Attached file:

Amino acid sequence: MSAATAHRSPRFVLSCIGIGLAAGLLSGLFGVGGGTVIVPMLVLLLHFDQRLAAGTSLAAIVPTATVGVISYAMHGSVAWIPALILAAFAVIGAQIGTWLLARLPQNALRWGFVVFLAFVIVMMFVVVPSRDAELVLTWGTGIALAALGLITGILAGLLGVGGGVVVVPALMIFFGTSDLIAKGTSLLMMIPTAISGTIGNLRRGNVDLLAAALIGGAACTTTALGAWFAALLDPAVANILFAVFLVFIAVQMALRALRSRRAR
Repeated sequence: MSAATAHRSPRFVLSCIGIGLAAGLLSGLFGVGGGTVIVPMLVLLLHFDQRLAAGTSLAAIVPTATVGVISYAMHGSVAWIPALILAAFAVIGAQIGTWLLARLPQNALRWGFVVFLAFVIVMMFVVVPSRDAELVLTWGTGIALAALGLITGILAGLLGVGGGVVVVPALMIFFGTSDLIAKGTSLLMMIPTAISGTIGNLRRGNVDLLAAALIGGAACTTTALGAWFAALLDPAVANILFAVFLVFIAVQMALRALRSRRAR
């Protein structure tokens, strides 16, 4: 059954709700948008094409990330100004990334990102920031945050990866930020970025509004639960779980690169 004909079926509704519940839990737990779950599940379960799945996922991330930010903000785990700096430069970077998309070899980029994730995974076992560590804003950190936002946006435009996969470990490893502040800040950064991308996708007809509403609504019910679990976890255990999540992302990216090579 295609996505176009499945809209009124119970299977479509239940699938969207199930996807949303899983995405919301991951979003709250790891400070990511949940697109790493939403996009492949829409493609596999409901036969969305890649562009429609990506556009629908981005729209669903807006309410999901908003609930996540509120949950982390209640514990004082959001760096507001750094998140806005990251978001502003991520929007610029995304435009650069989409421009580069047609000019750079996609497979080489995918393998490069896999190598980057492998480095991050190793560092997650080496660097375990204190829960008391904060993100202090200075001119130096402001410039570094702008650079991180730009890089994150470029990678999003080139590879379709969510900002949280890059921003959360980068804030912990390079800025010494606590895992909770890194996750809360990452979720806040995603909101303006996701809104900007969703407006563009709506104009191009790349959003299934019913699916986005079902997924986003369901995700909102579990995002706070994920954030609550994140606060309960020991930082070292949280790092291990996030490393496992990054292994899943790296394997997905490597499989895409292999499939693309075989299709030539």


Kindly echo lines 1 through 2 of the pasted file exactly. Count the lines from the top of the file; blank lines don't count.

Amino acid sequence: MSAATAHRSPRFVLSCIGIGLAAGLLSGLFGVGGGTVIVPMLVLLLHFDQRLAAGTSLAAIVPTATVGVISYAMHGSVAWIPALILAAFAVIGAQIGTWLLARLPQNALRWGFVVFLAFVIVMMFVVVPSRDAELVLTWGTGIALAALGLITGILAGLLGVGGGVVVVPALMIFFGTSDLIAKGTSLLMMIPTAISGTIGNLRRGNVDLLAAALIGGAACTTTALGAWFAALLDPAVANILFAVFLVFIAVQMALRALRSRRAR
Repeated sequence: MSAATAHRSPRFVLSCIGIGLAAGLLSGLFGVGGGTVIVPMLVLLLHFDQRLAAGTSLAAIVPTATVGVISYAMHGSVAWIPALILAAFAVIGAQIGTWLLARLPQNALRWGFVVFLAFVIVMMFVVVPSRDAELVLTWGTGIALAALGLITGILAGLLGVGGGVVVVPALMIFFGTSDLIAKGTSLLMMIPTAISGTIGNLRRGNVDLLAAALIGGAACTTTALGAWFAALLDPAVANILFAVFLVFIAVQMALRALRSRRAR